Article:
Confessions of a white racist The King holiday

Mark R. Littleton

January 17, 1992|By Mark R. Littleton

I GREW UP in New Jersey in the 1960s as a WASP with some strong prejudices. President Kennedy's assassination was most memorable for endless stints in front of the television, the death of a dream and a son's final salute. Years later, Robert Kennedy's death seemed, at the time, almost inevitable. In between fell Martin Luther King Jr. What stands out is the memory of a few schoolmates who cheered. The words come back to me: "It's about time . . . He got what he deserved . . . Give Ray a medal."

This wasn't Ku Klux Klan country. Just a largely white suburb of Philadelphia. I wasn't sure how to take it. In one way I loathed such attitudes. But in another, I was acutely aware of the bigotry in my own soul, one spawned for seemingly no reason except that I was white and others were, well, not white. Something inside me wanted to change, to be able to say, "All people are family, we're all in this together, let's just love one another." But something else reared up when I watched the King marches on TV, or passed one of "them" in the school hall or had a run-in at the mall. They only time I could honestly cheer a black man was on the football or baseball field.

I hated what I saw in my own heart. Yet, I couldn't seem to escape it. Even today, I haven't completely. It's there in some dark niche, always ready to spill a little mental venom into my brain.

The only thing that has given me a sense that this horror called prejudice and hatred can be conquered was my own personal encounter with Jesus Christ. In August 1972, I committed my life to following Christ. His words, "Love your neighbor as yourself," "Blessed are the peacemakers," and "Give to him who asks of you" kindled something vibrant and hopeful inside me. There was a freedom, a love that I'd never felt before. Stories like that of the Prodigal Son and the Good Samaritan became constellations of my outlook.

It was through that experience that I came to see in Martin Luther King something marvelous and worthy of respect, admiration and love. His words, of course, were always thrilling: Free at last, free at last, great God Almighty, free at last. And, I have a dream today. Words we all know.

But something else struck me, something that continues to inspire regardless of whatever flaws King may have had as a human being. King never claimed to be Jesus Christ; he only claimed to preach His message and to be one of the sinners Jesus came to save.

What inspired me was something King did early in the movement. On the evening of Jan. 30, 1956, as King spoke in a Baptist church, someone bombed the King family home. King's wife and 10-month-old baby escaped injury or worse only by chance. Later that night, more than a thousand of King's angry followers assembled on his lawn, ready for war with guns, knives, clubs and broken bottles.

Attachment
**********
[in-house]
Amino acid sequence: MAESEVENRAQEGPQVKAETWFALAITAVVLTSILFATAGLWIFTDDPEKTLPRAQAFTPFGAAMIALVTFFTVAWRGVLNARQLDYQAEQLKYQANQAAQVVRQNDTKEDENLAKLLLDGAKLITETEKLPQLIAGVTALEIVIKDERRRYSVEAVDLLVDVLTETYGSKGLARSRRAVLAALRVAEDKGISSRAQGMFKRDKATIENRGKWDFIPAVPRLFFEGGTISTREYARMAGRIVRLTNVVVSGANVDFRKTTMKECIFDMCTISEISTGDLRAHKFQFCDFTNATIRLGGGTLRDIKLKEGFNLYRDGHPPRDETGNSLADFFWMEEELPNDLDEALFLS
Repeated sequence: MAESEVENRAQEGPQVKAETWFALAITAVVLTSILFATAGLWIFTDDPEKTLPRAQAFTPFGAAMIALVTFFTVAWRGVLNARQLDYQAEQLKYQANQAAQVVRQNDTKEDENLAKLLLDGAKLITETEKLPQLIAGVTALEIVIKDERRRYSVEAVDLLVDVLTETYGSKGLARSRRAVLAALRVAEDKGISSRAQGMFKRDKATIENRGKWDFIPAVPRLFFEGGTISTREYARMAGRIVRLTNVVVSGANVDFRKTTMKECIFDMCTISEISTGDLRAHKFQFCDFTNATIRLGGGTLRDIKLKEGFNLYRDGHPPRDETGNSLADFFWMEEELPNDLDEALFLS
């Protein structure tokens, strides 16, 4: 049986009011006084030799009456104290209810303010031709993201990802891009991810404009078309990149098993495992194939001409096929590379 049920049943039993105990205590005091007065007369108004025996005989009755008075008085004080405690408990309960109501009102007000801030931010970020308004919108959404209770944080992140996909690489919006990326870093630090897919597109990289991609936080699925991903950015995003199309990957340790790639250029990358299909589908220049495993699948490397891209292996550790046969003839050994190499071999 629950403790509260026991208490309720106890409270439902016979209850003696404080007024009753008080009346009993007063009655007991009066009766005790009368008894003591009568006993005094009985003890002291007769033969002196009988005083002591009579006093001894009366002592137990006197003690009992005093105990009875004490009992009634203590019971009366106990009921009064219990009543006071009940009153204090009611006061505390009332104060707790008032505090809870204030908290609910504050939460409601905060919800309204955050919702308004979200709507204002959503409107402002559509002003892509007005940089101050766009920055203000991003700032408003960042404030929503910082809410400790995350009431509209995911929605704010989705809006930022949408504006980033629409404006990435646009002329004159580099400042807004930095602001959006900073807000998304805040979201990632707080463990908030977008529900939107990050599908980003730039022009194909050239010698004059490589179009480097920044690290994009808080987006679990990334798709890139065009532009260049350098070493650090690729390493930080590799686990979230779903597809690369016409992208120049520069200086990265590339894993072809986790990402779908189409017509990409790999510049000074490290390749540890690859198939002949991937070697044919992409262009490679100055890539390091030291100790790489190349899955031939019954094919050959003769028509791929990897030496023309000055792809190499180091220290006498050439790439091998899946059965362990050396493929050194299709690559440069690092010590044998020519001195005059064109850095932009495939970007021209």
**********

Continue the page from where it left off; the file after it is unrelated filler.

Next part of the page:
Yet when King appeared on the destroyed porch to speak, he didn't hesitate. He said, "If you have weapons, take them home. If you do not have them, please do not seek to get them. We cannot solve this problem through retaliatory violence . . . We must make them know that we love them. Jesus still cries out in words that echo across the centuries: 'Love your enemies; bless them that curse you; pay for them that despitefully use you.' This is what we must live by. We must meet hate with love."

He concluded, "Remember, if I am stopped, this movement will not stop, because God is with this movement. Go home with this glowing faith and this radiant assurance."

Those are not words some charlatan pulls out of a hat in a desperate moment. I tend to think they were words God himself gave King that night, even as Jesus promised he would in a speech to his disciples. But it really doesn't matter. What his words showed, unequivocally, was that King was a man who stood on what he believed.

Such leaders are rare. You don't see them often -- just a few times a century. Usually they get shot, strung up or crucified before their time.

But that doesn't matter either. Because their words will last. And with the words, the dream.

Mark R. Littleton writes from Columbia.

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